Ethereal and Berserk are the promoting engines from League One of the premier computer chess event – the Top Chess Engine Championship. Ethereal crushed its way through the division with a 30/44 score, 3.5 points ahead of Berserk, who in turn finished 1.5 points ahead of League Two winner Minic. Unfortunately for the other engines that promoted from League Two, all three are relegating, along with last season’s Premier Division engine Igel.
Starting soon: Follow the Premier Division of TCEC live – with Stockfish, Lc0, Komodo, Stoofvlees, RofChade, SlowChess, Ethereal, and Berserk
Although expectations were for a close League One, things sorted themselves out fairly quickly. Berserk and Ethereal both took the lead with 2.5/3 in their first three games, before Ethereal scored a head-to-head win against Berserk in round 5 to take over. It never looked back – by the end of the league, it had won both openings against both Berserk and Minic, not to mention Seer and Scorpio. In fact, Ethereal is the only engine not to lose an opening in the division, with a positive score against all its rivals except Arasan. This excellent performance shows Ethereal’s 3rd-place finish in last season’s FRC leagues was no fluke, and in fact going into Premier Division, viewers favor it to qualify for the infrafinal (the 3rd-place match between the engines finishing 3rd-4th in the division). Unfortunately, Ethereal developer Andrew Grant remains unsatisfied. Asked if he was happy after Ethereal’s win over Igel in the first round, he said that he would not be happy unless Ethereal won the reverse. Although there were three double kills in the League One, Ethereal did not score any. Poor Andrew Grant – if there can be no double kills then he will be unhappy forever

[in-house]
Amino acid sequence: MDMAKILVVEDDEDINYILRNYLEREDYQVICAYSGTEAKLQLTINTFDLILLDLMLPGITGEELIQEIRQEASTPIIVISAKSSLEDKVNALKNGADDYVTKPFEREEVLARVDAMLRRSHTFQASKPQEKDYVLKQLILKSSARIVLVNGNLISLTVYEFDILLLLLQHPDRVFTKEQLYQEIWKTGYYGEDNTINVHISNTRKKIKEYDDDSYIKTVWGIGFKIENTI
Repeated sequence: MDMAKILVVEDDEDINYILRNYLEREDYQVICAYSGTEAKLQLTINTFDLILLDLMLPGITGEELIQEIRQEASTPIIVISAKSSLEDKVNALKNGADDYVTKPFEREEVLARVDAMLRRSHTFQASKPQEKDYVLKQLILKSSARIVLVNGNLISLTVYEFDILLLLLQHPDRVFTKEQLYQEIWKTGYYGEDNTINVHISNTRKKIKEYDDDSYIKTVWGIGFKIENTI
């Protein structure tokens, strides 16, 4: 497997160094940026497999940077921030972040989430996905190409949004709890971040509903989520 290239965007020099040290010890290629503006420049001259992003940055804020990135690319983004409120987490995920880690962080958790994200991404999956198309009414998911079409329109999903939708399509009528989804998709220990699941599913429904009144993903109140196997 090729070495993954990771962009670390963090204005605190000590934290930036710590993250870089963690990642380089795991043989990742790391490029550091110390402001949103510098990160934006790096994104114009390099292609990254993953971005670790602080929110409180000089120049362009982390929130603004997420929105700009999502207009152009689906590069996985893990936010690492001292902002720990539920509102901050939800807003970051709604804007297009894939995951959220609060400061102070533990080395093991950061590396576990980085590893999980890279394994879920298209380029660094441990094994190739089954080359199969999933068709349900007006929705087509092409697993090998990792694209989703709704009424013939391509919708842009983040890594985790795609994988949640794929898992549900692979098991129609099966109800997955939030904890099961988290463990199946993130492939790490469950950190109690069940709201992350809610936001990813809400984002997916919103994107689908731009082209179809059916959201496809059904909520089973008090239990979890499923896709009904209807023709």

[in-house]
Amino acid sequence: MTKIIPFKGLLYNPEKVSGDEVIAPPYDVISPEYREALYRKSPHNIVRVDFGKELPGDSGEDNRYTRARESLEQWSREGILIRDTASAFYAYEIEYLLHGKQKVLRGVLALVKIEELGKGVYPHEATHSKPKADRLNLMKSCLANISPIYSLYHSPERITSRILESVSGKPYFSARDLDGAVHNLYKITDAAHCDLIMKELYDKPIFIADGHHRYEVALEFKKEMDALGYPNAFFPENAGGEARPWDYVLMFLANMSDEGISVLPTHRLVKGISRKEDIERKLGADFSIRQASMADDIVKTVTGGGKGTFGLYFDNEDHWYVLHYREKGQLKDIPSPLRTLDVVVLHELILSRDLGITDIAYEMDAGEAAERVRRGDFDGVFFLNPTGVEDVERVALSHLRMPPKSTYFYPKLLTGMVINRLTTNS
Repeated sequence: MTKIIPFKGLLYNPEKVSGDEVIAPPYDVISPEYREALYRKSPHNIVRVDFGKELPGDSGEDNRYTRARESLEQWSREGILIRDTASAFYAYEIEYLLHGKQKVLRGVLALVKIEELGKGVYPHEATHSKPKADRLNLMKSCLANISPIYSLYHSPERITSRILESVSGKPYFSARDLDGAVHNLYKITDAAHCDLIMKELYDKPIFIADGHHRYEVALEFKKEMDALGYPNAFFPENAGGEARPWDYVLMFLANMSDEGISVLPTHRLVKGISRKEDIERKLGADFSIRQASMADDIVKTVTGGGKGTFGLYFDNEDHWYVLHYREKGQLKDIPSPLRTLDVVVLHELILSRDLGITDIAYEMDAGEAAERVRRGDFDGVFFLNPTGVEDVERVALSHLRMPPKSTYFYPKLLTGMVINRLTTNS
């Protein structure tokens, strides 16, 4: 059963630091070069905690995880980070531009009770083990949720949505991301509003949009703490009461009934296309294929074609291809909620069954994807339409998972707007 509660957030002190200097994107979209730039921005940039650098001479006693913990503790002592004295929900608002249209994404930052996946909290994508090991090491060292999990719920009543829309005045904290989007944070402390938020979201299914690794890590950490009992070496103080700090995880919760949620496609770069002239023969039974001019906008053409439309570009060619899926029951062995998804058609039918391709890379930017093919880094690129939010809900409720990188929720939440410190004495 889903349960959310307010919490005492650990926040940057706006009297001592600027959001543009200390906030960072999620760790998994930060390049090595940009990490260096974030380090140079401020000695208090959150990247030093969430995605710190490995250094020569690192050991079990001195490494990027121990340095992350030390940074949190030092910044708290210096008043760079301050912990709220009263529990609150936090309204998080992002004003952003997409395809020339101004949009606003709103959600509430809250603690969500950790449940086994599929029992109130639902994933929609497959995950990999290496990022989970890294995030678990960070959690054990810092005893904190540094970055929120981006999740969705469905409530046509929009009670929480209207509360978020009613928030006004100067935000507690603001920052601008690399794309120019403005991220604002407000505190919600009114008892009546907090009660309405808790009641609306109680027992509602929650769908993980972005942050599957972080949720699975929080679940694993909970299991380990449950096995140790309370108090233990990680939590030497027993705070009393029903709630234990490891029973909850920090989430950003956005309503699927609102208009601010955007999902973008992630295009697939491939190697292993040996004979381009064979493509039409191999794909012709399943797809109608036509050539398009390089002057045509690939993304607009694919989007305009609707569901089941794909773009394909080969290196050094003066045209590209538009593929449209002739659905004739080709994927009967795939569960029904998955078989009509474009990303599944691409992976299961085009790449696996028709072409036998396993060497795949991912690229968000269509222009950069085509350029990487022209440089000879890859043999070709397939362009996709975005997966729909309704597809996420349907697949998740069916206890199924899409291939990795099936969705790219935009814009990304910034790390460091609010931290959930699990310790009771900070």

For the other competitors, ScorpioNN dramatically lost on time in the first round against Minic while in a completely winning position. This stroke of good fortune gave Minic an extra 1 point that ultimately let it place above RubiChess & Revenge. For ScorpioNN, the silver lining was that the bug is apparently rare – ScorpioNN developer Daniel Shawul said ScorpioNN had built-in failsafes that failed to trigger, and he was not able to identify the root cause. ScorpioNN did not lose any more games on time and ultimately stayed in the division. Pre-tournament Koivisto was probably the biggest disappointment of all. It did so poorly that at one point it was in danger of being relegated. Koivisto’s developers eventually figured out that a SMP bug had caused Koivisto to lose over 80 elo when playing under TCEC conditions, more than enough to relegate it from one of the frontrunners of the league to the tail-end. Very unfortunate for Koivisto, but the League Two engines are all probably heaving a sigh of relief. Finally, Igel was relegated for the second season in a row. League One is very competitive.
Next up is Premier Division, where last season’s record-setting winner Stockfish will be looking for a repeat, while its rivals attempt to stop a repeat. The “Big Three” (Stockfish, Leela and Komodo Dragon) are once again favorites for the top three positions, but the rest of the places look to be very contested. Ethereal is currently the favorite to finish fourth and qualify for the infrafinal, but it will have to beat out perennial dark horse Stoofvlees and last season’s 4th-place finisher rofChade. Although rofChade, Stoofvlees and SlowChess are technically playing without an update, that is only in comparison to last season’s FRC leagues two months ago. The three engines are updated relative to last season’s Premier Division. Still, with Igel showing how fast League One engines are improving, there is a real chance Ethereal and Berserk will do well. All games will be played live at https://tcec-chess.com/
Article by Low